See Jess's post, "Not Just Numbers, People" >>HERE<<.  She puts a lovely face on 50% of HER data in that post.  


Or >>HERE<< on Dani's post.
Or >>HERE<< on Dawn's post.
Or >>HERE<< on Jen's post.
Or >>HERE<< on Lisa's post.
Or >>HERE<< on Lexi's post.
Or >>HERE<< on Lisa's post. (I totally did not typo.  There is more than one LISA!!!)
Or >>HERE<< on Diana's post.
Or >>HERE<< on Alysia's post.
Or >>HERE<< on Lana's post.
Or >>HERE<< on Adriana's post.
Or >>HERE<< on Marj's post.
Or >>HERE<< on Lisa's post.  (THREE??)
Here's my (well. . . Lily's) face:  
1:88?  Nah. . . 1:10,000,000,000!
Be nice to each other, goddamnit.









66 comments:

  1. The uniqueness of each of our children often get lost in the world of advocacy. Nice post.

    ReplyDelete
  2. Well said. I was trying to figure out what I thought about the new numbers and so on, and then I realized that at the moment it was probably more important to make breakfast for and talk with the people standing right in front of me. One of which happens to have autism.

    By the way, thanks for the "hi" sent through Karen V. Hope all is well with your family!

    ReplyDelete
    Replies
    1. We're good. Hope you guys are too!

      Delete
  3. I can relate to just about everything you have said. Well done! And yes, we all want what is best for our children...aaaannndd, with that said, here's my blog address...because I'd like to add Tate's face..and let everyone see that he is so.much.more than a number.

    http://www.betweenhopeandahardplace.wordpress.com

    ReplyDelete
    Replies
    1. Nicely put. I especially liked your MY perspective paragraph...funny how one word may change the meaning if we let it.

      As for the statistics...my take 1:88 more like "Priceless" (do I need to give credit to American Express here?!?)

      Link to my People, Not Data blog: http://ouradventureswithriley.blogspot.ca/

      Delete
    2. thanks ladies, I added you both in!

      Delete
  4. Nicely done, Jim. Good thoughts, eloquently expressed, and heartfelt. Can't ask for anything more than that. ;)

    ReplyDelete
  5. Good post. I decided to stay the hell out of this one completely. I'm glad people like you and Jess are writing about it though.

    ReplyDelete
    Replies
    1. It looked scary. I didn't want to fight anyone.

      Delete
  6. Here ya go, my friend

    http://www.iamstilllookingup.com/2012/03/188.html

    The kids (the people) are what matter. We do need to remember that.

    ReplyDelete
  7. And that's just it---play nice and be respectful. I try to stick to, if I can't say what I've written to your face, I probably shouldn't write it....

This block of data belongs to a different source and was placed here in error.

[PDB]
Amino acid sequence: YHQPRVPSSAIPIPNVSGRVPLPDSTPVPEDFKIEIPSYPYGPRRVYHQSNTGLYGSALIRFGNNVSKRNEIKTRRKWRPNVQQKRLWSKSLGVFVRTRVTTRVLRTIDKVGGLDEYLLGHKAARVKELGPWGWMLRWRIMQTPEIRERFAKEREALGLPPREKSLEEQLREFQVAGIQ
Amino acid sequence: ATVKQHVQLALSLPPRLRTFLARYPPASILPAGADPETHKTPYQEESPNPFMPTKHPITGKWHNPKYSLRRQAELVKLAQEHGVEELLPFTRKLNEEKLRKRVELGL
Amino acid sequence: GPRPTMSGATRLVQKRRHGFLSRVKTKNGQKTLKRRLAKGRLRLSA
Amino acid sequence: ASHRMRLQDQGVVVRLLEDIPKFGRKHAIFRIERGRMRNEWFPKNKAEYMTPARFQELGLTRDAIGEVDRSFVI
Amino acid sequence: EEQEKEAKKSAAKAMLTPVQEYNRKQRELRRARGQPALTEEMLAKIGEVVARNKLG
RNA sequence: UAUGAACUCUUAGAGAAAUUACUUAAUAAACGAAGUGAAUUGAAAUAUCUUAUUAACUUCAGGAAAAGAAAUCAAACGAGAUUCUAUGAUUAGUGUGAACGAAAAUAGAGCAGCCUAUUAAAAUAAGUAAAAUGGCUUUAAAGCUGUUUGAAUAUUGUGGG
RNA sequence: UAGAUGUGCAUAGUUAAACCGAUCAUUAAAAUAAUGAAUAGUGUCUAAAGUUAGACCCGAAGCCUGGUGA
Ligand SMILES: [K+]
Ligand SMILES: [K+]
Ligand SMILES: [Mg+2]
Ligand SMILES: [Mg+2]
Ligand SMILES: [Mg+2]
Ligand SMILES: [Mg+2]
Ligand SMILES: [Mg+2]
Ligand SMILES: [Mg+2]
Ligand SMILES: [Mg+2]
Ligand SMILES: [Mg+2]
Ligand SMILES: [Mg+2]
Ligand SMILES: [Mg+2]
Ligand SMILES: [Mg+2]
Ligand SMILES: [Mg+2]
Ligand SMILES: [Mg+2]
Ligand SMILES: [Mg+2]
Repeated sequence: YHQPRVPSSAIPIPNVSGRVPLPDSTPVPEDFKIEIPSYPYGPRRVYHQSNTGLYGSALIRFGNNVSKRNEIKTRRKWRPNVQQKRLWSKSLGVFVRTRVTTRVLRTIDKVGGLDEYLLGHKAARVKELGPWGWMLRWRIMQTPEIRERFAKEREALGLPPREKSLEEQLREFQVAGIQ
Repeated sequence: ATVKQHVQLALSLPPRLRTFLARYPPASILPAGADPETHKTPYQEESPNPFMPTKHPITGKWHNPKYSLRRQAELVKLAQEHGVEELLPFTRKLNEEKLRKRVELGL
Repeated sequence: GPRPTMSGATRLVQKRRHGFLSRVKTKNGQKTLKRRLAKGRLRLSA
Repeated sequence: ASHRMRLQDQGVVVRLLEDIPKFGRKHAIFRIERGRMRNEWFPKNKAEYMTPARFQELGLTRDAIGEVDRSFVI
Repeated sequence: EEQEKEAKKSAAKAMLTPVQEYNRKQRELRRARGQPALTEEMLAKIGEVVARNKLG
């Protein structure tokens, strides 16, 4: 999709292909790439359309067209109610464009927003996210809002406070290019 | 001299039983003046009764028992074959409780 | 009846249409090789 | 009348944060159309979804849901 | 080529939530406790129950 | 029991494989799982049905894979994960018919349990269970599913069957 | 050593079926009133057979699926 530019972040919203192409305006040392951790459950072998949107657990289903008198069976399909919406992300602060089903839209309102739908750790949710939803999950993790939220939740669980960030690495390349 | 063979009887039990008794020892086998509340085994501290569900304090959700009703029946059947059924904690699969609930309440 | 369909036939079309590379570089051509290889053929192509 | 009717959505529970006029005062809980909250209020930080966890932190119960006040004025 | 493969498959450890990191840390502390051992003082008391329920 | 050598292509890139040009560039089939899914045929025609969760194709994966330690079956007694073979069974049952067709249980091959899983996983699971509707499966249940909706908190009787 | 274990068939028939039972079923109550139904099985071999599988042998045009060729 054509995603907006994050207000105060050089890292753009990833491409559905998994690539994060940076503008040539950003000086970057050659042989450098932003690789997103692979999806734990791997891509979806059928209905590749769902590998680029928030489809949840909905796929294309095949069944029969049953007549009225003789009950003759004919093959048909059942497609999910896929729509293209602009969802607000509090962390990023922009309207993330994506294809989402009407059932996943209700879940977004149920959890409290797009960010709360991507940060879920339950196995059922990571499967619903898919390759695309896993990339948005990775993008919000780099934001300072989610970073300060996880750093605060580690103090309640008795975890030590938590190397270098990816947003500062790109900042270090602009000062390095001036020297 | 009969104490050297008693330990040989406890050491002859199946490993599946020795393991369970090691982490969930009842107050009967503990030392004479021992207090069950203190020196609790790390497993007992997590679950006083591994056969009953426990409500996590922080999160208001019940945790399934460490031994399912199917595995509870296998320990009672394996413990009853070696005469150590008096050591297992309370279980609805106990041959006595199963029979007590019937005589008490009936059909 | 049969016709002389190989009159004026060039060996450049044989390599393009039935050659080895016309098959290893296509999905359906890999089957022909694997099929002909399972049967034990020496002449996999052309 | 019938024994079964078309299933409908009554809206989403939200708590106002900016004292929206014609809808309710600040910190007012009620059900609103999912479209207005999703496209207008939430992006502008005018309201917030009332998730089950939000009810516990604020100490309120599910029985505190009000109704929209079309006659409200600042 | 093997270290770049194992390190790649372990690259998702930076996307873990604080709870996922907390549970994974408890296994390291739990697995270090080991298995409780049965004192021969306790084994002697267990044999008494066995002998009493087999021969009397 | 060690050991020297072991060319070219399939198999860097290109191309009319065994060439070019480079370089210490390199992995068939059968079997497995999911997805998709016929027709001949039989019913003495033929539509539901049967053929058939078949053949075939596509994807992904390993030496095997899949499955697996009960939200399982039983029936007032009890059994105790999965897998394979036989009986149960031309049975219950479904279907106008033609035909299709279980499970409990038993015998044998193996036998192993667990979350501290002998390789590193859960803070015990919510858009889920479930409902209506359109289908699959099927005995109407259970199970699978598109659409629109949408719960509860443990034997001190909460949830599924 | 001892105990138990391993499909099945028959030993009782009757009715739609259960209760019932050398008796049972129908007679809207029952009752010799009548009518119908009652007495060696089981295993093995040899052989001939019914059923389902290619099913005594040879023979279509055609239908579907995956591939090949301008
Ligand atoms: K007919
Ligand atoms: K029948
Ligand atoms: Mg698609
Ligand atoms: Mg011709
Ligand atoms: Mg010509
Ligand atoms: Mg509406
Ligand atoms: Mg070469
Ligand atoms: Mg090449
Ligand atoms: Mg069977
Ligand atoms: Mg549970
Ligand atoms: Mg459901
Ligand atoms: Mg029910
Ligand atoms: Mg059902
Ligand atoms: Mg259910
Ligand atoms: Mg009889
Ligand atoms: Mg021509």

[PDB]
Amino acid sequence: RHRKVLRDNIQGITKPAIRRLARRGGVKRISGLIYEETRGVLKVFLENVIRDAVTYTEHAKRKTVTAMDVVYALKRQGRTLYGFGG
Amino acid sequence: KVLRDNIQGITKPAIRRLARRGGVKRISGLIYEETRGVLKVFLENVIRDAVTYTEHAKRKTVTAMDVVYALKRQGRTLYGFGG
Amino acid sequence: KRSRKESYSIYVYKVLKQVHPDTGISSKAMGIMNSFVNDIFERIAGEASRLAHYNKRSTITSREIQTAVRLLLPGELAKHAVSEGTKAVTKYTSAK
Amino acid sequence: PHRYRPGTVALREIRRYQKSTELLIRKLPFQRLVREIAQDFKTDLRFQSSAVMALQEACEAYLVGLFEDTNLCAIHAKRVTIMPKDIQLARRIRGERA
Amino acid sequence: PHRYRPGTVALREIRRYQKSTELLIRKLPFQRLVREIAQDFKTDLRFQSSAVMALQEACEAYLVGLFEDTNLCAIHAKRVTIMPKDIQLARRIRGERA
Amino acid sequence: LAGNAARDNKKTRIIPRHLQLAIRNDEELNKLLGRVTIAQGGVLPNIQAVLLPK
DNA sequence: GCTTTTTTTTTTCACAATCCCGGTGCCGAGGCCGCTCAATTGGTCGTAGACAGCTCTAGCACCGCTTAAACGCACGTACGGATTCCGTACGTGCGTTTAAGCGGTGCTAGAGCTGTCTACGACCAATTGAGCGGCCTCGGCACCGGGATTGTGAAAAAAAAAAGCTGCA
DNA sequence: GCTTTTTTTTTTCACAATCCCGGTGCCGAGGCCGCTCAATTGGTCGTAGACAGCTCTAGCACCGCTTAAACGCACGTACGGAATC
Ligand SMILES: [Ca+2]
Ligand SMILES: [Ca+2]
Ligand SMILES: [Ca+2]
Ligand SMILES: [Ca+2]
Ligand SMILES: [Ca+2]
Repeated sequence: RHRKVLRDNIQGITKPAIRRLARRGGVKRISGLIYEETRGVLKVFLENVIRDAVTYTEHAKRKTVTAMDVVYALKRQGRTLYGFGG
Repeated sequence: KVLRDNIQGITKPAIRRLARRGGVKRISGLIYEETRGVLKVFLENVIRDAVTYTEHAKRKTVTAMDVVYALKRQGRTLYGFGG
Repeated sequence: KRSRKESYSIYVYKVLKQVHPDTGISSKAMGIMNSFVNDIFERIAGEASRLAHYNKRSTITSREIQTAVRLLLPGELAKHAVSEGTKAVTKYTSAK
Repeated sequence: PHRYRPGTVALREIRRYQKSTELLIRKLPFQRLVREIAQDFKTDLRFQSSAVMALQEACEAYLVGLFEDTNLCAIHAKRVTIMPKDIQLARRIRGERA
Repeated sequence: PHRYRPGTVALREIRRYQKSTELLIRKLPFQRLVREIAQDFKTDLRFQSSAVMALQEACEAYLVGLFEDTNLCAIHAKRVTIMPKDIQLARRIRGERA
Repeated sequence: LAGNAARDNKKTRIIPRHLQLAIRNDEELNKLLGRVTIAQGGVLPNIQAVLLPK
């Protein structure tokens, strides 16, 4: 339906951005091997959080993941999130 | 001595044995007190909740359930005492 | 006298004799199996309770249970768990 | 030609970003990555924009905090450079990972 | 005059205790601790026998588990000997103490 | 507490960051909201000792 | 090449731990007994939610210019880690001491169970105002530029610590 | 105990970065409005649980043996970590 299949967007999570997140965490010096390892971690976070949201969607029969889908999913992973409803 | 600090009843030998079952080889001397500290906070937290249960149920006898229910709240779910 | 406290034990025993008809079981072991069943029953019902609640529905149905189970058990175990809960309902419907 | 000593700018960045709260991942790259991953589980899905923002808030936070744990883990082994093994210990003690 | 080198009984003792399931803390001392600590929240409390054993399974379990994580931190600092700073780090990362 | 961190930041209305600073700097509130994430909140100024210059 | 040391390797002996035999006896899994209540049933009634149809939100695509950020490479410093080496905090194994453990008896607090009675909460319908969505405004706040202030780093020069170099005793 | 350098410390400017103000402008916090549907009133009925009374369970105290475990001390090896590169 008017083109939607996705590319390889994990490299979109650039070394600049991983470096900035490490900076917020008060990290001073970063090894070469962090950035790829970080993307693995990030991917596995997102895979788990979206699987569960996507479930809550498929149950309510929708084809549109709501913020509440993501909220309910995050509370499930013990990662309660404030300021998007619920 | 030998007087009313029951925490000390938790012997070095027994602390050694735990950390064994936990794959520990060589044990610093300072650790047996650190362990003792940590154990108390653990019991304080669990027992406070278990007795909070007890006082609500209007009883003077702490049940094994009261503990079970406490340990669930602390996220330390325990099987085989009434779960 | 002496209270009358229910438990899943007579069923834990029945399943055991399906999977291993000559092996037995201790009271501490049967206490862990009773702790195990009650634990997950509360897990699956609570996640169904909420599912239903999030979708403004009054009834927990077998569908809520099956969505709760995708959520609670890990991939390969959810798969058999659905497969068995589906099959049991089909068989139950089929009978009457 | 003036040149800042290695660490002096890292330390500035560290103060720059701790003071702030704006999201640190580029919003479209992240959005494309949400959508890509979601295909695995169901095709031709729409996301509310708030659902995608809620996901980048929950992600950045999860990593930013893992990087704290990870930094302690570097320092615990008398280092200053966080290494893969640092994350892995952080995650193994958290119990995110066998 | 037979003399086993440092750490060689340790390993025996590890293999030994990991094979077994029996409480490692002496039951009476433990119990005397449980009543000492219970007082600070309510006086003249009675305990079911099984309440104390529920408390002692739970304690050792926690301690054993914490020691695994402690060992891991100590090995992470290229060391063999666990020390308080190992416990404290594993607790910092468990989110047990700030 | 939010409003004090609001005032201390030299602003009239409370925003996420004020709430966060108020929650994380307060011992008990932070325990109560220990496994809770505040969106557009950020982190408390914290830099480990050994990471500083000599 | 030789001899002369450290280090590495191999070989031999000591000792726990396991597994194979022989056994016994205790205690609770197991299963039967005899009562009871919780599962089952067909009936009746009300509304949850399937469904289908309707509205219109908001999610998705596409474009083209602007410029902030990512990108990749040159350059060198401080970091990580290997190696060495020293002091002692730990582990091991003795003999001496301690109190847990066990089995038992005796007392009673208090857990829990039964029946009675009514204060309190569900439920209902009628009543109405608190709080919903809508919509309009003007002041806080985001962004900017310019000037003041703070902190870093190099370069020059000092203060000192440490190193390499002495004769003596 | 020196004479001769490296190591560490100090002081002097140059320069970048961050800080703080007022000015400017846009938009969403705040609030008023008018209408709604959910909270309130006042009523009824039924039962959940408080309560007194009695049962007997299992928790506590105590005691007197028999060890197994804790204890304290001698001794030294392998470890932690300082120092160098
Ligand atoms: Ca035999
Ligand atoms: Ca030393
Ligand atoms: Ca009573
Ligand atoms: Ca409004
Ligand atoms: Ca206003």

ReplyDelete
    Replies
    1. ESPECIALLY when it's important.

      Delete
  8. I think I'm offended by "goddamnit"...

    ReplyDelete
  9. I'm so glad we all get to continue to grow and learn.

    ReplyDelete
  10. "Data IS important, but what is MOST important is that these are people we're talking about. They are parents, autistics, sons and daughters, brothers and sisters and in some cases. . . "several of the above"

    Well said. Too well said, dammit. You scare me. I don't get all the fighting, either. We should be united in our voice that data is good, but we need real life help. Real life answers.

    www.mosltytruestuff.com

    ReplyDelete
    Replies
    1. If I put bunny ears on would I scare you?

      Delete
    2. It's your cold dead eyes that scare me.

      Delete
    3. Dead eyes? Like a doll's eyes? Cap'n Quint is that you?

      Delete
  11. Can I please be like you when I grow up? You didn't talk in circles, you were quite eloquent, and *humanizing*. Honestly, so many of our polarizing discussions and issues in life (politics, religion, hell, parking spaces) would be different conversations if we could all remember that *most* people are actually trying to do their best *most* of the time. Mean ugly people do exist, but they're fewer and farther between than we'd like to think when we're trying to justify our own sides of whatever battle we're on.

    ReplyDelete
    Replies
    1. y. . . yes? I think I agree that there are very few genuinely mean spirited people. MOST people try doing the right thing for the right reasons even when they're wrong.

      Delete
  12. I was unaware of the new numbers and 1 in 88 is pretty high. And with all the new autism diagnoses, hopefully it will translate into that many more accepting people.

    ReplyDelete
    Replies
    1. You could interpret the increased exposure as a blessing. I'll be more likely to accept someone different than I am if my brother or sister or friend or nephew or whatever is ALSO different.

      Delete
  13. My daughter has spina bifida and is maybe somewhere on the autism spectrum, and I've been surprised to see how contentious things are between the parents and self advocates. In the spina bifida community online the parents and adults don't always see directly eye to eye, but overall everyone plays pretty nicely.

    ReplyDelete
    Replies